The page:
I’m quite intrigued by the travails of Damian Green, First Secretary of State and Minister for the Cabinet Office only since last June, currently embroiled in an alleged ‘he watched porn on his House of Common office computer back in 2008’ scandal, which of course – as we all know – he has continually and strenuously denied.
Depending upon where you choose to get your news (or ‘fake news’) from, on the one hand he has been caught ‘bang to rights’ watching porn at work – and indeed presumably the taxpayers’ expense – in his office and is therefore squirming on the end of this public embarrassment, plus also possibly some ‘improper behaviour’ towards a female whose name and status I cannot currently recall.
Alternatively – according to reports put out by his supporters within Tory Party circles – on the other hand, he has been the subject of a disgraceful, one-eyed, vindictive campaign of unwarranted character assassination conducted by revenge-seeking senior officers within the Metropolitan Police, most of it based upon evidence that was obtaining either illegally or immorally and should therefore be urgently investigated by the authorities.
In the meantime, of course, Mr Green has also been interviewed by a senior official within Number 10 Downing Street about all of this and therefore – in the time-honoured phrase – ‘some or all of this may be sub judice’ and therefore one should not pass comment upon any of it unless and until the investigation is concluded.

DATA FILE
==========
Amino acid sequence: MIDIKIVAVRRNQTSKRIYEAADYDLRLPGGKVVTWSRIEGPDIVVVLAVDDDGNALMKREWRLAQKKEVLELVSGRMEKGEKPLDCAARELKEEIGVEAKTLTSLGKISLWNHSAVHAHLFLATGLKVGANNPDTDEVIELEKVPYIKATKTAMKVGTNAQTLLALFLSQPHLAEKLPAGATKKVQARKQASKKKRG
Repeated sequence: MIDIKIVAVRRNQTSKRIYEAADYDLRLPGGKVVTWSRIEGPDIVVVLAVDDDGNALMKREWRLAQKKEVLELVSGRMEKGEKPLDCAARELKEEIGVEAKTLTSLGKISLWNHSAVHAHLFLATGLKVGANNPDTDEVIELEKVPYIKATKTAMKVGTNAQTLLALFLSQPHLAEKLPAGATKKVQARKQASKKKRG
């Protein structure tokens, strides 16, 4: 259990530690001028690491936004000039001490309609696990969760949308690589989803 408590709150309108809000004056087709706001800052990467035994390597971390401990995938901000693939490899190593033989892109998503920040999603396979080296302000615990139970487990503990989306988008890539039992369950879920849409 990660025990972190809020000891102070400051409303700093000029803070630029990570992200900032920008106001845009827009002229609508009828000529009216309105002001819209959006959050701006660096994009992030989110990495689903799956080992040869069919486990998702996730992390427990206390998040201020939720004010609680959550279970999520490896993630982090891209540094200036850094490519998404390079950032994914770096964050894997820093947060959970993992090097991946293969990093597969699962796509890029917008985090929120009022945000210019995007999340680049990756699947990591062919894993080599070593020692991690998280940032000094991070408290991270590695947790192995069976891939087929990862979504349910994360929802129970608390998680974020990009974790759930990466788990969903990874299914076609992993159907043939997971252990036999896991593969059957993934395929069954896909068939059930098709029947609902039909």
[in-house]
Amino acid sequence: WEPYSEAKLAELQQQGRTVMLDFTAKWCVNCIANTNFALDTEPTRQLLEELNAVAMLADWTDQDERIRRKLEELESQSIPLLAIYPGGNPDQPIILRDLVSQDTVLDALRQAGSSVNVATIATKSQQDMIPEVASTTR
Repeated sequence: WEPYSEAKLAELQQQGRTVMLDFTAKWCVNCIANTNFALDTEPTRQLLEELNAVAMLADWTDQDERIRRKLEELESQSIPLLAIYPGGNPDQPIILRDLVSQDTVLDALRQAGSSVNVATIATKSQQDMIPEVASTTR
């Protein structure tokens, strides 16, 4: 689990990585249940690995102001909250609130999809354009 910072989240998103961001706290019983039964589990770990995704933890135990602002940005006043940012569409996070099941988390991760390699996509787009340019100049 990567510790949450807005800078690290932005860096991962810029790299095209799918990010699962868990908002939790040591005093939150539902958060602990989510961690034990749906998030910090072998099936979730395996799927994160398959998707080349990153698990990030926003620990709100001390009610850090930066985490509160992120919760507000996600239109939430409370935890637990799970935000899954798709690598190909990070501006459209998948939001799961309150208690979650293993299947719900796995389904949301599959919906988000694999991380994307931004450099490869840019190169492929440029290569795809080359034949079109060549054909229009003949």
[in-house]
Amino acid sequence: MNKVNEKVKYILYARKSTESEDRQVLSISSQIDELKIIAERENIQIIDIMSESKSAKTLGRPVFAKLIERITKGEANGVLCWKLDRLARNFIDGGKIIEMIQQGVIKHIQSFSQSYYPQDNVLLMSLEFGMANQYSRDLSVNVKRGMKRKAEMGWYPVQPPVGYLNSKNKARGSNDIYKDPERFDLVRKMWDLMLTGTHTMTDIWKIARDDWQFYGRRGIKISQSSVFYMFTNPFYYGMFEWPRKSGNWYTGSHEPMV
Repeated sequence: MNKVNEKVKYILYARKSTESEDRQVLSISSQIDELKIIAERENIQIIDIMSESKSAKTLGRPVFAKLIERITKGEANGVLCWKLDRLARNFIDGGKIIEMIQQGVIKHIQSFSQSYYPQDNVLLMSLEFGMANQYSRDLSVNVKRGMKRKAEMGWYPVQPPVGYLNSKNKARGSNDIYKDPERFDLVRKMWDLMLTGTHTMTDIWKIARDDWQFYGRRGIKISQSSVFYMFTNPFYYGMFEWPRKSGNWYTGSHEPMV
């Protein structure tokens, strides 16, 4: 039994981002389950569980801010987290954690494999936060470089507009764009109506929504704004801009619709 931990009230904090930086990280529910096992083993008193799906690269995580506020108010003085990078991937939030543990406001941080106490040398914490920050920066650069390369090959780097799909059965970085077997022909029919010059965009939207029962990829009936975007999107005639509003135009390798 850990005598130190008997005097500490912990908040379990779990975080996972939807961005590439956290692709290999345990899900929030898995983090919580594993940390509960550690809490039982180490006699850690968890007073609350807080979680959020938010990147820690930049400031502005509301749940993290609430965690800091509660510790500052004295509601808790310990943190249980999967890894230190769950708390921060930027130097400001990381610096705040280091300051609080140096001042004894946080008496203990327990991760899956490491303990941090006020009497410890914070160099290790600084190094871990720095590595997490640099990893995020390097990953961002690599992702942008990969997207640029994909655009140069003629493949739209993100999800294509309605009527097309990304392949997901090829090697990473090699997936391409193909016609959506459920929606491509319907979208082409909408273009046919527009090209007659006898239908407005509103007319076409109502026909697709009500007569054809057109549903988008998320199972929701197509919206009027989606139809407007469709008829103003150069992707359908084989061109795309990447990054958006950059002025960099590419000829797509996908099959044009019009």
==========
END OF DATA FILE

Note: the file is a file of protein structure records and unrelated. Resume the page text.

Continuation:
See here for some sort of update on how it all began to unfold way back when by Alan Travis, Home Affairs Editor of – THE GUARDIAN
From my viewpoint as the average man upon the Clapham omnibus the exact legal and moral niceties of the situation and circumstances don’t matter nearly as much as the basic thrusts (if you see what I mean).
In an era when it would be hard in the extreme to exaggerate the UK electorate’s degree of general cynicism regarding all those who exist within the Houses of Parliament – their self-interested motives, their dubious integrity, their expenses scandals – not to mention their relentless ‘holier than thou, do as we say, not as we do’ attitude towards the rest of us, it tends to boil down to this.
On the balance of probabilities, Damian Green has walked himself into something of a self-inflicted crisis. I’m not so much referring here to the allegation – and it is so far only an allegation – of improper behaviour towards a young woman, but to the ‘computer porn-watching’ issue.
I say that only because of perceptions – mine being that so far (it seems) nobody is denying that there was a large amount of porn either down-loaded and/or being watched on one or more computer in Mr Green’s office. Even those like MPs Crispin Blunt and (apparently as of overnight) also David Davies – sent out to bat in the media by Tory Party Central Office in defence of Mr Green – aren’t denying that.
Next, Mr Green has denied everything, though over time rather less strenuously (and rather more carefully) than when he first began doing it. At the outset, he appeared to say that nothing was ever found or proved. Then, when the police said it definitely was found, he reverted to “Well, nobody mentioned it to me at the time”.
To me, this smacks of an “How bad is it [the allegation or extent of allegations]? Okay, in this instance, what’s the least we can admit to? After all, there’s no point in pleading guilty to things we haven’t been accused of …” approach to public life.
Which is precisely the sort of thing that does not endear anyone in the public eye to the average man in the street. Especially when – if this happens – in stages, gradually more and more comes out and the person in question is continually on the back foot in a never-ending and ultimately doomed progressive quest to try to stem the tide by pleading guilty to something (anything) progressively that will stop the rot.
This one is going to run for a bit …